The local authorities are being less than understanding of the three illegal operatives in their midst. Military bunkers are on full alert, their safeguards already broken and the nuclear device stolen. Polices cars swarm over the streets and mig interceptors control the air.


Throwing their car around the broken vehicles in front of them Sergei tries to line up a shot with his good hand, his off hand twirling the wheel against all sense and rules of the road. As he snaps off two futile shots at the distant fleeing car of nuclear potential in front he curses the low roof of the car that forces him to hunch over his muscles six foot three frame.

In the back seat of the car Antipov presses a phone to each ear, rapidly switching between three languages and more conversations as he organizes the chop shops he has contacted, arranging for a horde of cars, clones of their own, down to the number plates, to flood the city. Something to lighten the shield of blue that keeps threatening to pin them down. Then in final conversation he barks the car they are chasings details and plates down the phone.


On the other end of that line, miles away, the third member, Hans sits, fingers dancing across the keyboard. One more line tapped and the target vehicles details spring up on every authorities wanted list. Another step to slowing its progress.


On the second of his many screens Hans maps real time data to the prepared maps of routes and blockades. The feeds from police radio, encrypted coms and satellite traffic all merged into one rapidly updating mess of colours and shapes. His eyes follow without pause, and his voice calmly, almost bored, reads off the direction for Sergei to follow.


“Don’t set the cops on him” Sergei mutters “I don’t need police watching when I shoot him”


“Don’t worry” Antipov says from behind him, pulling items from a rucksack in the car “By the time I am done with you, even your own mother won’t recognise you”


Sergei just rolls his eyes, but says nothing more, concentrating on the road ahead.

Hans breaks the police’s co-ordinating system three seconds later, thirty seconds after that a new route through the city is beamed down, flickering up on a real time updating map on a tablet screen within the two operative’s car. Sergei thanks the pre planning once more that meant he picked the car for manoeuvrability not speed, as he loses paint scratches and tyre layers following the directions from above.  The concrete superstructure breaks for a moment, granting sight of their prey. In that instant Sergei extends his arm out, two .45 calibre rounds barking from his pistol, puncturing chassis and shattering a window. The prey car swerves, wheel turning in shock, and barely recovering to keep to the road.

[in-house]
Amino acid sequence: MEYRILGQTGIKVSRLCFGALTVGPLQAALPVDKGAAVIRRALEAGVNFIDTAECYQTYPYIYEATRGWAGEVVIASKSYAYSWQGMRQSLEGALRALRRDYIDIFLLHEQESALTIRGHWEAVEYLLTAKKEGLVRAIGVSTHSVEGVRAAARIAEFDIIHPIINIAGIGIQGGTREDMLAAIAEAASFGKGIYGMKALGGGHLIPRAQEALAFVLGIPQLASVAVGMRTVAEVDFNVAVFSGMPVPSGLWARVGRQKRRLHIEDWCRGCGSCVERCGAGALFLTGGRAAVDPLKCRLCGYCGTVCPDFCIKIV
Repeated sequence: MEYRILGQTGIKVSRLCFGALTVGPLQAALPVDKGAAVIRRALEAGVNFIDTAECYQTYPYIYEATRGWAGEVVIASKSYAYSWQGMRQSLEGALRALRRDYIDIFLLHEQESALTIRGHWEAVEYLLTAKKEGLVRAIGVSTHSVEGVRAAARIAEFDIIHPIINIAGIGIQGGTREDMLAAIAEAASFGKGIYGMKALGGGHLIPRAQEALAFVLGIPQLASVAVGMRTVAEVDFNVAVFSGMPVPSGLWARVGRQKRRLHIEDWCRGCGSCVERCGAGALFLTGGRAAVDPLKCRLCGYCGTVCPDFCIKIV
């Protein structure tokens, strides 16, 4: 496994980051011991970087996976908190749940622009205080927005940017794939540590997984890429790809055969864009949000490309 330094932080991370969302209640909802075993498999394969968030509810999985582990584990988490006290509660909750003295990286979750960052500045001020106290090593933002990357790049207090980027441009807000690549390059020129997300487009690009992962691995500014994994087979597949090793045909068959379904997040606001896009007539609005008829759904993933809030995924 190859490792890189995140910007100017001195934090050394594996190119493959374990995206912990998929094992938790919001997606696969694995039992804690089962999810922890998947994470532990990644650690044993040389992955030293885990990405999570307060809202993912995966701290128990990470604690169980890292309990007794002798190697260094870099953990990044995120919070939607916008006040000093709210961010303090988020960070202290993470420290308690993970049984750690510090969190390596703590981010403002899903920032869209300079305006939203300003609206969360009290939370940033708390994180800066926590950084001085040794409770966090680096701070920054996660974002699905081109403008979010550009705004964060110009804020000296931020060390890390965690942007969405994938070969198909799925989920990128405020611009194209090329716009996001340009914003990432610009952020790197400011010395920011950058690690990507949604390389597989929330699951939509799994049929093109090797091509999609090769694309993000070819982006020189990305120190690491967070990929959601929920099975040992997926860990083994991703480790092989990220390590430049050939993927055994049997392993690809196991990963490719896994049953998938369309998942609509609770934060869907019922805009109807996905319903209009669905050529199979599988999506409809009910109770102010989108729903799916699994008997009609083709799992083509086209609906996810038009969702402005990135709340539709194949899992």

Antipov glances behind, the decoy cars seems to be keeping the police off their trail for now. Taking advantage of a moment’s break in the rapid manoeuvring he leans into the front of the car, dragging baggy jacket over Sergei’s temporarily free arm, holding the car wheel still as he does so. Releasing Sergei to take the wheel again, he continues, affixing fake scars, concealing hats and loose, silhouette breaking clothes to them both. If they had more warning before things went south he could have done better, but for now this should keep descriptions vague enough to prevent identification when the operation is over.


Shrugging off Antipov’s patting, Sergei tries to harangue the prey car, forcing it down into a hard shoulder blocked off on the other side by a convoy of trucks. Han’s approval comes down the headset; the police are setting up a stinger ahead. With the targets wheels blown capture should be inevitable.


The hard shoulder is running out fast, and the blackened teeth of the stinger is barely visible ahead as Sergei pushes his target into the danger zone. At the last minute though the car ahead spins through 180, handbrake pulled and wheels spinning for grip. Mere inches before the stinger it catches traction again, heading on collision course towards the perusers for a moment before breaking off the wrong way down a one way street.


Reacting on instinct and carefully memorised street layouts more than by what comes down Han’s electronic feed Sergei gives chase through the tight back alleys. Glass windows shatter from floors above as a MIG flies low over the buildings, its sonic boom following seconds after. Sergei’s car crashes through a parking bays barrier, ramping up to the first floor and breaking out back onto the main street on the other side, hot on the nuclear load’s trail.